Talking with fellow blogger: Emma we both came to similar conclusions when it comes to the general topic of "advice" in the horse world. More specifically, why we ask for advice from others. To be clear, this isn't when you ask advice from a trainer or instructor...it's when you ask advice from fellow riders or someone you are not paying.
The end result usually ends with the person you ask getting offended because you rejected their advice, or you get offended by whatever it is they suggest. Even if no one admits to being offended, they are. Not always, but I admit I have gotten a bit ruffled in the past by some advice shared.
BUT lets visit why we ask for advice to begin with.
For me, it is usually out of desperation and a place of insecurity. In some way it is my way of seeking some sort of validation. Well when you get an answer you weren't exactly expecting or one that feeds the validation, feelings get hurt.
So how do we remedy this? It sounds so simple...just dont ask or seek validation from anyone else but yourself and your trusted professional right? Easy peasy. But this wonderful sport totally sucks us in and whether you are a professional or an amateur, one that just dabbles or takes it seriously we all are invested. It's personal.
We are dealing with another living, breathing, thinking thing that throws curve balls our way and forces us to always be on our toes. Some horses more than others! Either way, those curve balls sometimes reveal our insecurities in what we are doing...is my horse happy? Are we progressing on the right path? Is my horse sound? What comes next?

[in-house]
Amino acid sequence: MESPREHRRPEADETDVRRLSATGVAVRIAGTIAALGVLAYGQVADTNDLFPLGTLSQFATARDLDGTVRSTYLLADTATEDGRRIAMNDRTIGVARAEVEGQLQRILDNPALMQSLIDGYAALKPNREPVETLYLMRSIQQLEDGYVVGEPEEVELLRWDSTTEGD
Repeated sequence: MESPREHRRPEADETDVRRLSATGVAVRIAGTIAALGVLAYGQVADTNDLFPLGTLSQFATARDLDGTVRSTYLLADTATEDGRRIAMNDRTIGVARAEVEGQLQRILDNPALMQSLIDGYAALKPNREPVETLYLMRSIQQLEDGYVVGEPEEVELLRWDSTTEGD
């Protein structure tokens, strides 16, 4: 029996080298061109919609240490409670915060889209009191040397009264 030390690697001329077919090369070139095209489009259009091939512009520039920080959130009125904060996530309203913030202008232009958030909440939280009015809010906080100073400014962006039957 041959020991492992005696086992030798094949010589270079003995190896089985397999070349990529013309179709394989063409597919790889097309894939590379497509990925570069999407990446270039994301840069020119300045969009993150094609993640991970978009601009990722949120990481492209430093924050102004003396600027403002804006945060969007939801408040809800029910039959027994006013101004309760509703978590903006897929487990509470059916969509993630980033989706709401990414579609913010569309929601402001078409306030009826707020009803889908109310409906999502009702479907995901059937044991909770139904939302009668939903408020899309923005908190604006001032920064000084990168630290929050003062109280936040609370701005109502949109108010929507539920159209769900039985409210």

Sooooo many questions arise and sometimes even our trusted paid professionals we rely on can't answer them or give us the satisfaction. Mostly we want to know right now! Again, because we want the validation and we want a clear statement with a concrete conclusion. So we ask...or vent about it to those around us and by doing that, it opens the door to receiving the advice.
The advice given is simply what has worked or happened in that particular person's experience. So if you really think about it, they are sharing a piece of themselves with you. They are sharing when they experienced a similar insecure time. I try to remind myself of this...especially when the advice is given unsolicited and without the open door conversation happening.
**Sigh** most of the time I try to believe people's intentions are good. Then the getting offended seems to not happen so easily.
Our horses always seem to be teaching us the life lesson...time and patience. Two things that are really hard to be ok with and settle into while you're hanging out "in the meantime" waiting for an answer. Whether it is a training/riding frustration or a soundness one - Both are ones that eat at us until we feel we have resolution.
At the end of the day our horses are our passion. When we question or vent or talk we are questioning our own ability which always makes a person feel fragile. Hopefully there is eventually a resolution which always seems to happen over an extraordinarily long amount of time. BUT hopefully you walk away from it a little wiser.